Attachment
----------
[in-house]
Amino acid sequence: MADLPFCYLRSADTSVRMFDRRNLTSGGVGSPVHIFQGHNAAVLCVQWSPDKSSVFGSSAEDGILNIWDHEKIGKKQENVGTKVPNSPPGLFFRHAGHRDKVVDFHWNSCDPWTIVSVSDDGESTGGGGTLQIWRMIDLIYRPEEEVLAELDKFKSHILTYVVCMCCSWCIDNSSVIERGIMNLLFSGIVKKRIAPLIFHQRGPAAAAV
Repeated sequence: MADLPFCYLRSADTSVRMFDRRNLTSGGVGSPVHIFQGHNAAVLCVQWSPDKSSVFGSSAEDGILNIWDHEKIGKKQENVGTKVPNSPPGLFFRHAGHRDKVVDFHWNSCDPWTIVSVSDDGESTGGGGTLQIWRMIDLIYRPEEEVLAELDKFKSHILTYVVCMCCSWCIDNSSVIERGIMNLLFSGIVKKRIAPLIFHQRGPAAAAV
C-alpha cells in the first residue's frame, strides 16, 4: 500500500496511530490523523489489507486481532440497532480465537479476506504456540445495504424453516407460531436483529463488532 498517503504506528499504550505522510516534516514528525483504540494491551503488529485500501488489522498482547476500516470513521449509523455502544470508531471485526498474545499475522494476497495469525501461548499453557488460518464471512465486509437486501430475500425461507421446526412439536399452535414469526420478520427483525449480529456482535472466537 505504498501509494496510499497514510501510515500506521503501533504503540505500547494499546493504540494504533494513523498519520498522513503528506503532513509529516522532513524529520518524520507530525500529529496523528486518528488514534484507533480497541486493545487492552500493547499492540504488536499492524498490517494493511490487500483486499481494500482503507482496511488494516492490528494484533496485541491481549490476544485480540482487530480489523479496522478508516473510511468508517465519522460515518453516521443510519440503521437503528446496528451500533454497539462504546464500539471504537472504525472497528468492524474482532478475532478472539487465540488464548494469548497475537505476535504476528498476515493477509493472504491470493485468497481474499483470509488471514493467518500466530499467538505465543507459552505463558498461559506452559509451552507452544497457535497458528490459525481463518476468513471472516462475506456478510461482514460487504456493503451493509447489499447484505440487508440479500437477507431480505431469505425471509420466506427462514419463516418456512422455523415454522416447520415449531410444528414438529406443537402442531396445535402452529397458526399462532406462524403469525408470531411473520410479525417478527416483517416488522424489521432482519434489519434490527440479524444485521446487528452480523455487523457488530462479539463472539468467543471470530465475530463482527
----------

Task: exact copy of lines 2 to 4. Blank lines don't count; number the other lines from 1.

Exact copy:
Amino acid sequence: MADLPFCYLRSADTSVRMFDRRNLTSGGVGSPVHIFQGHNAAVLCVQWSPDKSSVFGSSAEDGILNIWDHEKIGKKQENVGTKVPNSPPGLFFRHAGHRDKVVDFHWNSCDPWTIVSVSDDGESTGGGGTLQIWRMIDLIYRPEEEVLAELDKFKSHILTYVVCMCCSWCIDNSSVIERGIMNLLFSGIVKKRIAPLIFHQRGPAAAAV
Repeated sequence: MADLPFCYLRSADTSVRMFDRRNLTSGGVGSPVHIFQGHNAAVLCVQWSPDKSSVFGSSAEDGILNIWDHEKIGKKQENVGTKVPNSPPGLFFRHAGHRDKVVDFHWNSCDPWTIVSVSDDGESTGGGGTLQIWRMIDLIYRPEEEVLAELDKFKSHILTYVVCMCCSWCIDNSSVIERGIMNLLFSGIVKKRIAPLIFHQRGPAAAAV
C-alpha cells in the first residue's frame, strides 16, 4: 500500500496511530490523523489489507486481532440497532480465537479476506504456540445495504424453516407460531436483529463488532 498517503504506528499504550505522510516534516514528525483504540494491551503488529485500501488489522498482547476500516470513521449509523455502544470508531471485526498474545499475522494476497495469525501461548499453557488460518464471512465486509437486501430475500425461507421446526412439536399452535414469526420478520427483525449480529456482535472466537 505504498501509494496510499497514510501510515500506521503501533504503540505500547494499546493504540494504533494513523498519520498522513503528506503532513509529516522532513524529520518524520507530525500529529496523528486518528488514534484507533480497541486493545487492552500493547499492540504488536499492524498490517494493511490487500483486499481494500482503507482496511488494516492490528494484533496485541491481549490476544485480540482487530480489523479496522478508516473510511468508517465519522460515518453516521443510519440503521437503528446496528451500533454497539462504546464500539471504537472504525472497528468492524474482532478475532478472539487465540488464548494469548497475537505476535504476528498476515493477509493472504491470493485468497481474499483470509488471514493467518500466530499467538505465543507459552505463558498461559506452559509451552507452544497457535497458528490459525481463518476468513471472516462475506456478510461482514460487504456493503451493509447489499447484505440487508440479500437477507431480505431469505425471509420466506427462514419463516418456512422455523415454522416447520415449531410444528414438529406443537402442531396445535402452529397458526399462532406462524403469525408470531411473520410479525417478527416483517416488522424489521432482519434489519434490527440479524444485521446487528452480523455487523457488530462479539463472539468467543471470530465475530463482527